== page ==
In winter, Utah is best known for its 15 ski resorts
including Park City Mountain, Deer Valley
Resort, Alta, Sundance, Snowbird and new Woodward Park City, that proudly
showcase the Greatest
Snow on Earth®,
however it’s the opportunity to explore a series of less-trodden alternative
experiences that makes Utah such an extraordinary winter destination.
Delta has confirmed it will extend
direct flying in to Salt Lake City over the winter months, starting December 19th
2019 and continuing into the spring.
This new winter route will increase access to the Rocky Mountains and
world class ski resorts of the north and the remarkable Mighty 5® National
Parks: Arches, Bryce Canyon, Canyonlands, Capitol Reef and Zion and 44 State Parks
across the state. Visit: www.delta.com
Mighty 5® National Parks in winter
Utah’s iconic red rock wonderland welcomes the majority of guests in the
summer months when travellers from around the world flock to see the
jaw-dropping landscapes and extraordinary rock formations lit by blazing
sunshine. Conversely, Southern Utah is full of quiet splendour and solitude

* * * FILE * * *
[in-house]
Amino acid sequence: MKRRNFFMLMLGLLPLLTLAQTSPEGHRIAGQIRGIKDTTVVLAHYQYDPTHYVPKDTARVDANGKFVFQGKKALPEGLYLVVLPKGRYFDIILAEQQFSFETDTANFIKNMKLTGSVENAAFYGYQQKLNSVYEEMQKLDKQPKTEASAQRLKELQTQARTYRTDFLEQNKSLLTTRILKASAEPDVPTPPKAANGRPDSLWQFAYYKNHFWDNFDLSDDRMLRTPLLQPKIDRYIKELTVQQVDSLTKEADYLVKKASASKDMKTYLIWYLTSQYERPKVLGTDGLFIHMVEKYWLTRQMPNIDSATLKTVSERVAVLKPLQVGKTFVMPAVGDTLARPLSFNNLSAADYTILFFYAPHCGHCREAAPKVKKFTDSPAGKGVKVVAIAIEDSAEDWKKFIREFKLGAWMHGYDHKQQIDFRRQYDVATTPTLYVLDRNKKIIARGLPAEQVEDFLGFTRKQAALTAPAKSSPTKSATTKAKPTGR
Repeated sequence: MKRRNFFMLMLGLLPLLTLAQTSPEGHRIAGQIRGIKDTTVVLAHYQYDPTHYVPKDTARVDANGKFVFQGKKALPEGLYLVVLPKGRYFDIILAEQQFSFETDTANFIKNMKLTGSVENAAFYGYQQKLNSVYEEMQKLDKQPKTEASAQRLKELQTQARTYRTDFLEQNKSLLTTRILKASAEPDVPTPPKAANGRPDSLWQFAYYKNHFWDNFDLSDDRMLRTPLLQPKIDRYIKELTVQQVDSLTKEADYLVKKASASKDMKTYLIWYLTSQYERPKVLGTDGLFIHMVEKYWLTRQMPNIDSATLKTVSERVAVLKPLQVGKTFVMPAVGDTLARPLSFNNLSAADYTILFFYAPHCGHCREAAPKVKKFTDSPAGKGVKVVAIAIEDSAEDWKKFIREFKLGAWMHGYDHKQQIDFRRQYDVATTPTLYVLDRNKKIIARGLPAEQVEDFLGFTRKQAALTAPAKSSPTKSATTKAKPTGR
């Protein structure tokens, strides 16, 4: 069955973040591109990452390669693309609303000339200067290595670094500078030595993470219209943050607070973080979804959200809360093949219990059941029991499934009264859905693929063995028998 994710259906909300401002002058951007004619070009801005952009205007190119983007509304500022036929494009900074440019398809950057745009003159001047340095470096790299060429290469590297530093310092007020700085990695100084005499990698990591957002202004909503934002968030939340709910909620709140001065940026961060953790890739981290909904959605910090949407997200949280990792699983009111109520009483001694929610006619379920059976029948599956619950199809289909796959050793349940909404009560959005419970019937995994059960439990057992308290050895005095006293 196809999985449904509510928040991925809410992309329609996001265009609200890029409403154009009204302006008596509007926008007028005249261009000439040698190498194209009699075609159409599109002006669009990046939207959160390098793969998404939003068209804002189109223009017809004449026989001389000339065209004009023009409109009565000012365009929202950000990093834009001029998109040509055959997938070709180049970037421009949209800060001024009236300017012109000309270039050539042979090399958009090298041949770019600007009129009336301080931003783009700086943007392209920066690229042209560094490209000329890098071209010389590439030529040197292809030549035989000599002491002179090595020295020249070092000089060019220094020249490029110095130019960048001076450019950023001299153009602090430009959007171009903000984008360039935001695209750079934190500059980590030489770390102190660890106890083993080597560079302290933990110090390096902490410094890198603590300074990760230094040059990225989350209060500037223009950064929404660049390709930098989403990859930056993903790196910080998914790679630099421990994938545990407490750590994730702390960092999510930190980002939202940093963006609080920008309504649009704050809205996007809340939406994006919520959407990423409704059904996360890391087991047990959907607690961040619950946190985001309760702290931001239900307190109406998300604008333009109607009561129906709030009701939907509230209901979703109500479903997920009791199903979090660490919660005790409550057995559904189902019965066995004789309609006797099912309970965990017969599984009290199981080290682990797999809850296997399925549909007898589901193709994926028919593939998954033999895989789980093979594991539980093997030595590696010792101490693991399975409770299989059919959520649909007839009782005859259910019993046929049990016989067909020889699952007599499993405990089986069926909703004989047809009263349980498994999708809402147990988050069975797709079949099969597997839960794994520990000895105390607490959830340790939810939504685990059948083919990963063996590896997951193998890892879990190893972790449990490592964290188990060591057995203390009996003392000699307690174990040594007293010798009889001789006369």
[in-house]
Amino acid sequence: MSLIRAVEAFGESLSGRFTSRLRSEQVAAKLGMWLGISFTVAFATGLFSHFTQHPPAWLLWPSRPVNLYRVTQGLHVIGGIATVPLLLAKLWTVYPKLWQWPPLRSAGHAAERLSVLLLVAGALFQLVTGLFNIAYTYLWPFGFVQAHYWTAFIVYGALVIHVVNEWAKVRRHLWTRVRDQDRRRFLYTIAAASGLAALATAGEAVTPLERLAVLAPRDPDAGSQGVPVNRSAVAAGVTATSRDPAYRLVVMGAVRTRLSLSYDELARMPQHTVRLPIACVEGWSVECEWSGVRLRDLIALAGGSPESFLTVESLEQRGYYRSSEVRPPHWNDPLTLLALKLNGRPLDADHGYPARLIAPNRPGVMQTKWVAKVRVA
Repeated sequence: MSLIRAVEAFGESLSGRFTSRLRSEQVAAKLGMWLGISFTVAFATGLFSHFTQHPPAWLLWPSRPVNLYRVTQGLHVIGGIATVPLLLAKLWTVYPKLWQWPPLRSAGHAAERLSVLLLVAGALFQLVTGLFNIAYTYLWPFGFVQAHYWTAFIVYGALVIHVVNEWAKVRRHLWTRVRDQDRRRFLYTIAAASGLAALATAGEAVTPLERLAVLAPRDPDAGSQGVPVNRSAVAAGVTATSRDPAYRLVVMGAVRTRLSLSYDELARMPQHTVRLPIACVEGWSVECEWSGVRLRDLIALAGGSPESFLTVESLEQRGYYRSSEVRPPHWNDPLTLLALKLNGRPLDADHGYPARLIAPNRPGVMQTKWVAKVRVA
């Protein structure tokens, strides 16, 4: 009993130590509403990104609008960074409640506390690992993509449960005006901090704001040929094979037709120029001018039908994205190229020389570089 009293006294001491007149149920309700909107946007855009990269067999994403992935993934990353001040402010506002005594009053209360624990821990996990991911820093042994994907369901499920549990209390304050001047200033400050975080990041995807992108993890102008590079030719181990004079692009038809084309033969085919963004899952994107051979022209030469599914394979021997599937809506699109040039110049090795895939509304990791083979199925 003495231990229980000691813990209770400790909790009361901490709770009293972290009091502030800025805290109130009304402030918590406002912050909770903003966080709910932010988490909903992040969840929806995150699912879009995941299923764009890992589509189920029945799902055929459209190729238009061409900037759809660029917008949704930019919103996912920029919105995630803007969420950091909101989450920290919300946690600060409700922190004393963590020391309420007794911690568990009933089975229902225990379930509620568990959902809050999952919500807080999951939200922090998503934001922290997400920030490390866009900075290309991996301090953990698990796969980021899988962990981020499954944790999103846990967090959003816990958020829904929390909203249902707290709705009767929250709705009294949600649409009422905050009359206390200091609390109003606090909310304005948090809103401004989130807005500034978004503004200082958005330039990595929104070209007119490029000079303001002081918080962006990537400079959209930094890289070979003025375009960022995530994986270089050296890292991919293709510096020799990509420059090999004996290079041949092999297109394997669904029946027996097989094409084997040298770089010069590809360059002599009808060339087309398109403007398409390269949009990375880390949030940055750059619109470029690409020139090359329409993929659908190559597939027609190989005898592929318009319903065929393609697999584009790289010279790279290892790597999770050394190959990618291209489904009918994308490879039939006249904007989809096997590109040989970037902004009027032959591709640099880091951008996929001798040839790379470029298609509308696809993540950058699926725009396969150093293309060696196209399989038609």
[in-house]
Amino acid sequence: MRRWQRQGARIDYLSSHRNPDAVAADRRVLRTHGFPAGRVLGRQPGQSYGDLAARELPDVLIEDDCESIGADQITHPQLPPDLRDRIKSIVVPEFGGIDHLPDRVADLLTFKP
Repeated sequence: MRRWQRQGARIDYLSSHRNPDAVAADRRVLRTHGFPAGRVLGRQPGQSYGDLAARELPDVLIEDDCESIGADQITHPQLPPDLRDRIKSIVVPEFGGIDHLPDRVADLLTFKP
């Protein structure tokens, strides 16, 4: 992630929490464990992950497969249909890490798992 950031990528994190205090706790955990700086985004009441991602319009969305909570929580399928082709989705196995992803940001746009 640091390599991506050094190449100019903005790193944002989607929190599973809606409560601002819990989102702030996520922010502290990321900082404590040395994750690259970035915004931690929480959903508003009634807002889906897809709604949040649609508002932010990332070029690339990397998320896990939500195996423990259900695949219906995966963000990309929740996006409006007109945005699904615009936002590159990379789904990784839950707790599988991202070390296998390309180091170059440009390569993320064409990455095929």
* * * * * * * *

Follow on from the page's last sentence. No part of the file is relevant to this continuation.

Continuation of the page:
from December through to March. The parks are practically empty and the same
veritable set of scenic landmarks can be viewed in complete tranquillity and
often cloaked in snow.
Alternative ways to explore...
Snow-shoeing in Bryce Canyon
The best way to
experience the spectacular beauty of Utah’s Bryce Canyon is to hike or snow
shoe down into the canyon’s amphitheatre amid the towering hoodoos and layers
of snow. The rock structures are sensational up close! Ruby’s
Inn accesses 19 miles of groomed trails and stunning views with
snowshoes available to hire from $10 per person.
Hike the narrows in Zion
One of the most amazing things to do in
Zion National Park is to hike The Narrows and exploring them in winter is no
exception. It may require a little more equipment but the experience of hiking
one of the world’s best slot canyon routes in one of the USA’s most popular
National Parks in complete solitude makes it even more spectacular. Zion’s
location at a lower elevation means temperatures remain relatively mild and
snow seldom reaches the canyon floor. Despite this, adventurers can expect to
see frozen stalactites dangling from overhangs and clinging to cliff walls adding
to the dramatic landscape.
Posted by: Utah Office of Tourism
Posted on: 01/11/2019